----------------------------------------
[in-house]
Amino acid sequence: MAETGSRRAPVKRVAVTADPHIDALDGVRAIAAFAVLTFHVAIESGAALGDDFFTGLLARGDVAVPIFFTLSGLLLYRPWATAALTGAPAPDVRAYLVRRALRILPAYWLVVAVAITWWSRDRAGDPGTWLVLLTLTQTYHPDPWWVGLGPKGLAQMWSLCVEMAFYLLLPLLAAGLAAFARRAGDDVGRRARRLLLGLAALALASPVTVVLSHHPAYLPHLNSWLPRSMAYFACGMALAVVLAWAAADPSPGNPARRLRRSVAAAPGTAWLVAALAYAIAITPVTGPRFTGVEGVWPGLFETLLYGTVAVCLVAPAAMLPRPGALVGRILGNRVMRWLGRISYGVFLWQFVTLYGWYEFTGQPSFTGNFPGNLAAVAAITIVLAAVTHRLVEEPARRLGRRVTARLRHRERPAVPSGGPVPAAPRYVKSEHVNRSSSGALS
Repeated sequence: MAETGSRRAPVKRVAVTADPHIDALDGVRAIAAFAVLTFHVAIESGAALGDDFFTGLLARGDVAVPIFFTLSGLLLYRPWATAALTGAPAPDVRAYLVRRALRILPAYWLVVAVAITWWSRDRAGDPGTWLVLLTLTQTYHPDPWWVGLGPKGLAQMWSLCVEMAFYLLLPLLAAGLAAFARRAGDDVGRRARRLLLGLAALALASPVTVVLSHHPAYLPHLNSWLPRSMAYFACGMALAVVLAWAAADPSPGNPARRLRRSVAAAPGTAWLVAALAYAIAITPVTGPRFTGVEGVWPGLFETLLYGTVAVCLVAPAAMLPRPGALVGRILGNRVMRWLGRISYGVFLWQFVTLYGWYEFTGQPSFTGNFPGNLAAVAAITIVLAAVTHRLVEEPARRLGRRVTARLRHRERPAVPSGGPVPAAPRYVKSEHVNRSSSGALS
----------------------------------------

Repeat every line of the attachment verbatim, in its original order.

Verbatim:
[in-house]
Amino acid sequence: MAETGSRRAPVKRVAVTADPHIDALDGVRAIAAFAVLTFHVAIESGAALGDDFFTGLLARGDVAVPIFFTLSGLLLYRPWATAALTGAPAPDVRAYLVRRALRILPAYWLVVAVAITWWSRDRAGDPGTWLVLLTLTQTYHPDPWWVGLGPKGLAQMWSLCVEMAFYLLLPLLAAGLAAFARRAGDDVGRRARRLLLGLAALALASPVTVVLSHHPAYLPHLNSWLPRSMAYFACGMALAVVLAWAAADPSPGNPARRLRRSVAAAPGTAWLVAALAYAIAITPVTGPRFTGVEGVWPGLFETLLYGTVAVCLVAPAAMLPRPGALVGRILGNRVMRWLGRISYGVFLWQFVTLYGWYEFTGQPSFTGNFPGNLAAVAAITIVLAAVTHRLVEEPARRLGRRVTARLRHRERPAVPSGGPVPAAPRYVKSEHVNRSSSGALS
Repeated sequence: MAETGSRRAPVKRVAVTADPHIDALDGVRAIAAFAVLTFHVAIESGAALGDDFFTGLLARGDVAVPIFFTLSGLLLYRPWATAALTGAPAPDVRAYLVRRALRILPAYWLVVAVAITWWSRDRAGDPGTWLVLLTLTQTYHPDPWWVGLGPKGLAQMWSLCVEMAFYLLLPLLAAGLAAFARRAGDDVGRRARRLLLGLAALALASPVTVVLSHHPAYLPHLNSWLPRSMAYFACGMALAVVLAWAAADPSPGNPARRLRRSVAAAPGTAWLVAALAYAIAITPVTGPRFTGVEGVWPGLFETLLYGTVAVCLVAPAAMLPRPGALVGRILGNRVMRWLGRISYGVFLWQFVTLYGWYEFTGQPSFTGNFPGNLAAVAAITIVLAAVTHRLVEEPARRLGRRVTARLRHRERPAVPSGGPVPAAPRYVKSEHVNRSSSGALS